Updated September 2022
Here we are again. We took a keen interest in the way the pandemic impacted our eating and shopping habits and it seemed to drive us (understandably and for months, forcibly) out of the pub and into our own kitchens. With the pandemic shrinking into our rear view mirror, we’re going to look at just how that trend is fairing now the world is open again, but is simultaneously battling a cost of living crisis. Are we still focused on home-cooked goodness and health conscious meal planning, or is food as an occasion set to topple our good intentions?
Well, it’s no secret that the rising cost of pretty much everything is likely to impact many people and change their behaviours in no less dramatic a way than the pandemic. For many people, eating out will be a luxury they simply cannot afford. However, it seems that as a nation, those who are able to will cling on to the option of eating and drinking outside the home above other nice to haves and essentials.
A recent study by Global Web Index, indicated that of all places, the UK was one of the least likely to give up on the pub and eating out:
“The UK is the least worried (compared to other countries) about spending money on going out to bars, restaurants and cinemas (21.8%) compared to France (43.6%), Germany (27.1%) and Italy (49.9%).”
The rise of home-cooking
In March 2020, a significant proportion of the country started working from home, went on Furlough, or became out of work. The stay at home orders issued by the government throughout the pandemic, alongside the periodic shut down and restrictions of the hospitality industry, have meant people have had more free time and reason to experiment in the kitchen. Research from global market research provider, Mintel, found that 55% of people planned on cooking from scratch more since the COVID-19 outbreak, with Bain and Company estimating 60% of meal occasions were cooked in the home pre-pandemic which has now increased to 72%. For some, it’s ignited a passion for cooking, for others it’s been a way to pass the time productively. So what has the public been plating up? Let’s look at some of the trends we’ve seen come out of the home-cooking boom throughout the pandemic.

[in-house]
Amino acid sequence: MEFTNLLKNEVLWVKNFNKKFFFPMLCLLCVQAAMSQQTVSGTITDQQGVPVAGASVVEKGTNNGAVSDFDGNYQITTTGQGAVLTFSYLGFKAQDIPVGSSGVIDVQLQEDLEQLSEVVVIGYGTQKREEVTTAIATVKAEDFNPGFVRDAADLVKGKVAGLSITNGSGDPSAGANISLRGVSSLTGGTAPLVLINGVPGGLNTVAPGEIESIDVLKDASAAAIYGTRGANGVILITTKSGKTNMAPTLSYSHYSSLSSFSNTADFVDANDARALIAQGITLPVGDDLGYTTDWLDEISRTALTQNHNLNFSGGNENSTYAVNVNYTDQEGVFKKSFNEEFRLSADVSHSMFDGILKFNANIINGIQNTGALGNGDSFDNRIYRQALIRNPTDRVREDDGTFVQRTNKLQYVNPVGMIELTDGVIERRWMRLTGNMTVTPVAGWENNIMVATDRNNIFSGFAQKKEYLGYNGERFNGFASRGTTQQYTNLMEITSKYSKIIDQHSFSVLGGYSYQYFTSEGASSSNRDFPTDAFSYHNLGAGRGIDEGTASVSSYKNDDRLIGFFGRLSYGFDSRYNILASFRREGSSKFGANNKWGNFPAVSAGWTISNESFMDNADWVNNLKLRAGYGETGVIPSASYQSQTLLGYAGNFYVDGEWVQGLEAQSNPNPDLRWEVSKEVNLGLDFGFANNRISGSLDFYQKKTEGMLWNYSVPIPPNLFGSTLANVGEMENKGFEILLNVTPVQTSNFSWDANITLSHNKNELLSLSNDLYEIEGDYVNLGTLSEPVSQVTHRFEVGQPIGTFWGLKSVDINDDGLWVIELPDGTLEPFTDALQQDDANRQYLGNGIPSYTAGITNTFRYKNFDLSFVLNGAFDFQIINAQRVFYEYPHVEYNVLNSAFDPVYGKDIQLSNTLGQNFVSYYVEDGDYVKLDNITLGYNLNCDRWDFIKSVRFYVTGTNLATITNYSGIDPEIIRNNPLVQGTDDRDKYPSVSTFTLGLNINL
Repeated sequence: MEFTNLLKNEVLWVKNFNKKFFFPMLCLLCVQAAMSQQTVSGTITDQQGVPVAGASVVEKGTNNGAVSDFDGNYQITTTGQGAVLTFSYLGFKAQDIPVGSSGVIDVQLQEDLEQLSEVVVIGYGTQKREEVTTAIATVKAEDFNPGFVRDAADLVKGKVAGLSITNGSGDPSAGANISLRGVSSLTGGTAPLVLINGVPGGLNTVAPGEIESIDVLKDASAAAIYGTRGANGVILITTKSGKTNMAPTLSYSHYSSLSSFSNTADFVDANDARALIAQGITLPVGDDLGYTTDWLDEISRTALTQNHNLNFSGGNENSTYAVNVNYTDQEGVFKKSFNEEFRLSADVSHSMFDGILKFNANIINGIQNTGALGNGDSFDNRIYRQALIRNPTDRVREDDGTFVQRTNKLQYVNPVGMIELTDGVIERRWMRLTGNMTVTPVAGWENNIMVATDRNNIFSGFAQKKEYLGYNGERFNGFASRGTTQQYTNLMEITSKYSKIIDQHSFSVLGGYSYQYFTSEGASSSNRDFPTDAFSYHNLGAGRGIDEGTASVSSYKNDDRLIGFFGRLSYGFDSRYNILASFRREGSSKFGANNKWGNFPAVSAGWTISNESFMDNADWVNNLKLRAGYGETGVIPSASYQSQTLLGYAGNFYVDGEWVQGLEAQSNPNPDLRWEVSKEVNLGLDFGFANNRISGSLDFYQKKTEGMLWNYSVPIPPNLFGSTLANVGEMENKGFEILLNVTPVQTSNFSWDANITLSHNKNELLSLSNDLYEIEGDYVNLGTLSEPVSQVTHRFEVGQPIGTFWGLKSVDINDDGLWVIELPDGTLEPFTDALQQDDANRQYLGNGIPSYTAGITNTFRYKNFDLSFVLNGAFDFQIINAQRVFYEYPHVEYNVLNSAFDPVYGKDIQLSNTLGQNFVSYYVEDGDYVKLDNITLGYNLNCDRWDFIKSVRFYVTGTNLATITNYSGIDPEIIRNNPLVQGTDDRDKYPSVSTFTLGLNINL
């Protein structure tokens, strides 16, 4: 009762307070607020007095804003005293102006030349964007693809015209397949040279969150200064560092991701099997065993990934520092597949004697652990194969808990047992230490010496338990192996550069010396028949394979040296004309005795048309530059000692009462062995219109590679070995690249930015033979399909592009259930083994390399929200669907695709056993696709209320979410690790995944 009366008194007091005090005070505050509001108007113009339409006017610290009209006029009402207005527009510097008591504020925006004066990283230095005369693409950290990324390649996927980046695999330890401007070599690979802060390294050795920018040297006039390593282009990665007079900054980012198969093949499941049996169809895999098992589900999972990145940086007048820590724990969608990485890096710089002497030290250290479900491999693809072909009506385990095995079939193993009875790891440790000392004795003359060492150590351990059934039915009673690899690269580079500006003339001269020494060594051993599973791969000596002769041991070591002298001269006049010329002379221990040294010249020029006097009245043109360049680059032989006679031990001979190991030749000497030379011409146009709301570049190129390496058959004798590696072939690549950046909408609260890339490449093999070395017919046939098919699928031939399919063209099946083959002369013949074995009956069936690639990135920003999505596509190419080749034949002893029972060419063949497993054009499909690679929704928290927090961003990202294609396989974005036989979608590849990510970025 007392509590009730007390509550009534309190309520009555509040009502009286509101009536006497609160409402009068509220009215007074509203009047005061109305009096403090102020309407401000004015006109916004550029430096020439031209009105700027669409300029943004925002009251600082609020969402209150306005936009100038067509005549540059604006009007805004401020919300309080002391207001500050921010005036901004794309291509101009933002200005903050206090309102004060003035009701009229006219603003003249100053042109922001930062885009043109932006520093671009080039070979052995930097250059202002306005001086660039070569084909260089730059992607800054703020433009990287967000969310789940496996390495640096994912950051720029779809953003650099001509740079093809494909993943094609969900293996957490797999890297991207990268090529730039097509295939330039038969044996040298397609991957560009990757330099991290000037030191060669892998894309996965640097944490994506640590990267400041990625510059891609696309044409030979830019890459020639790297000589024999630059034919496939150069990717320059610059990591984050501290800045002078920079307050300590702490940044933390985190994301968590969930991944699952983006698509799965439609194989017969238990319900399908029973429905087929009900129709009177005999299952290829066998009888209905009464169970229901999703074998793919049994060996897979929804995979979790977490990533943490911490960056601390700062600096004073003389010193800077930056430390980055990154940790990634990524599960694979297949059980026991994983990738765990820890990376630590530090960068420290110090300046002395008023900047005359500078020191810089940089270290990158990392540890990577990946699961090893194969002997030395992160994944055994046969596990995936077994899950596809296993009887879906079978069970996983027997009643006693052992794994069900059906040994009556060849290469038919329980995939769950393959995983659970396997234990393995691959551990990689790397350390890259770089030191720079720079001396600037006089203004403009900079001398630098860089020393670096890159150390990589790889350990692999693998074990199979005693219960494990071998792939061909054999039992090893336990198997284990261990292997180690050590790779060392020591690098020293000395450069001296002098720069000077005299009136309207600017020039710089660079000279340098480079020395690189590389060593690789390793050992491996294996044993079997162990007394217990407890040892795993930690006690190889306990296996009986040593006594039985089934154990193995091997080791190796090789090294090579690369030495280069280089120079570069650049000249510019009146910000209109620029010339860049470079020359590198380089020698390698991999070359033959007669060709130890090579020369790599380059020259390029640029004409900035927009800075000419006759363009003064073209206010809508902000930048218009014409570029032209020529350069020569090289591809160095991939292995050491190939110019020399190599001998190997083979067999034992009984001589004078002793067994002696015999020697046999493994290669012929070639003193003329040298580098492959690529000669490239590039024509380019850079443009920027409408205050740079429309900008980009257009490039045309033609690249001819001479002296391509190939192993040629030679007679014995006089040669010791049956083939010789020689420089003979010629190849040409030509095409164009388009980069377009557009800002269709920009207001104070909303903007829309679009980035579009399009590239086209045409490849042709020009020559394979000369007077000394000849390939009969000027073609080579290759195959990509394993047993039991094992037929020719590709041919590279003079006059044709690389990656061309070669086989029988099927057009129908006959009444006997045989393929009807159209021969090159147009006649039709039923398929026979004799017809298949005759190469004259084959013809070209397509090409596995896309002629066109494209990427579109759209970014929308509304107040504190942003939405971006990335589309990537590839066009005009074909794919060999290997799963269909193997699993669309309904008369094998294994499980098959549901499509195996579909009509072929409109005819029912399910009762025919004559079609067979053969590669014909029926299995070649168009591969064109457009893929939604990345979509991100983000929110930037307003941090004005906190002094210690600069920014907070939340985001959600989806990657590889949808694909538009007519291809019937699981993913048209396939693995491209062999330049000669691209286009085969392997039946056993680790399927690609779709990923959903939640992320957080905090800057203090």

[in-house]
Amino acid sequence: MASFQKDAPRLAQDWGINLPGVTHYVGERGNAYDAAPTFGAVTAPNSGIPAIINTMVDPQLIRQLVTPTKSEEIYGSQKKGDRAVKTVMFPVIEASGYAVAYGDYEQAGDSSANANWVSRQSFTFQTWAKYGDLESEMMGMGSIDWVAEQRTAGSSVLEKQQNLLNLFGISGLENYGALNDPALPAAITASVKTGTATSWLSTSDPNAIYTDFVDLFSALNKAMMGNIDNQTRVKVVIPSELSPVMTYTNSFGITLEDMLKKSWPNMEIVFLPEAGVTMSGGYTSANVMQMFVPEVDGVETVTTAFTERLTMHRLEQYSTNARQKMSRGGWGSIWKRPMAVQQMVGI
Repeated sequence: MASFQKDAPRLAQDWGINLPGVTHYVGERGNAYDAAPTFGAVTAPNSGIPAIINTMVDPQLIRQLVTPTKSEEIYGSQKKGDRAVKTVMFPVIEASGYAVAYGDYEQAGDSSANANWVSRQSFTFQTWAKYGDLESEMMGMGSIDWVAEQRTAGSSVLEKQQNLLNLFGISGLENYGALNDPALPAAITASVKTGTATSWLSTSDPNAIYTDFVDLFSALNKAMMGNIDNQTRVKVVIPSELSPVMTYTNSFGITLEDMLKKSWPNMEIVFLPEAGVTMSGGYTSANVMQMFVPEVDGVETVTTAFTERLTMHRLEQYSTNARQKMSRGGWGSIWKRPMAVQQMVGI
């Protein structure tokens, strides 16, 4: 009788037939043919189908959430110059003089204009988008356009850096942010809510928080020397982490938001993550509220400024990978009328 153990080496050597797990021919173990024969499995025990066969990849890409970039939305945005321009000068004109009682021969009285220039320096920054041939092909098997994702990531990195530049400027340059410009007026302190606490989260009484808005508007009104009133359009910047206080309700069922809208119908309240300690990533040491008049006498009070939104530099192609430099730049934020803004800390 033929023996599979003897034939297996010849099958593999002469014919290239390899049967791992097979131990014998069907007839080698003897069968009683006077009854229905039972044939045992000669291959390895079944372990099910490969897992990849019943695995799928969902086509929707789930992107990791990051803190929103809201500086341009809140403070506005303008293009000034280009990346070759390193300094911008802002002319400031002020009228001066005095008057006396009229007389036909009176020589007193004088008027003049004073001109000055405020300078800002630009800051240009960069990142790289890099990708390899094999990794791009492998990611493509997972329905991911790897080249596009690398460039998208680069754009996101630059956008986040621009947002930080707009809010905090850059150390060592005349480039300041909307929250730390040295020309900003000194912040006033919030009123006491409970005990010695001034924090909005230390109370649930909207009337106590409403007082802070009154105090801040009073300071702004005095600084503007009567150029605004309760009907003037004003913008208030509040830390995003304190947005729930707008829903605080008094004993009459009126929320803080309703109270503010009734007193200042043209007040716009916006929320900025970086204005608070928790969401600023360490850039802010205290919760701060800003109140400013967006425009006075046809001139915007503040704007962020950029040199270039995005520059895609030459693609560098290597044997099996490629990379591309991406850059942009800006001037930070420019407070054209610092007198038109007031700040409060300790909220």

Latest developments relating to the cost of living may mean home cooking is even more likely now. It has the potential however to derail commitments to subscription boxes and online order services as people seek to cut back and seek cheaper alternatives to their foodie favourites.
Home-cooking trends during lockdown
People are looking to eat more healthy and balanced diets, perhaps motivated by the higher risks of complications and fatality posed by COVID-19 to those overweight or obese, as announced by Public Health England. As a result, 37% of people say eating immunity boosting foods has become more of a priority since the start of the lockdown (Mintel). This has led to a surge in cooking from scratch due to greater control over the ingredients and preparation methods used, in comparison to pre-made sauces and ready meals.
It would seem the pandemic has focused our attention on a continued drive for better health, or at least a more balanced view (because there’s definitely an air of ‘life is short’ on the tails of that)!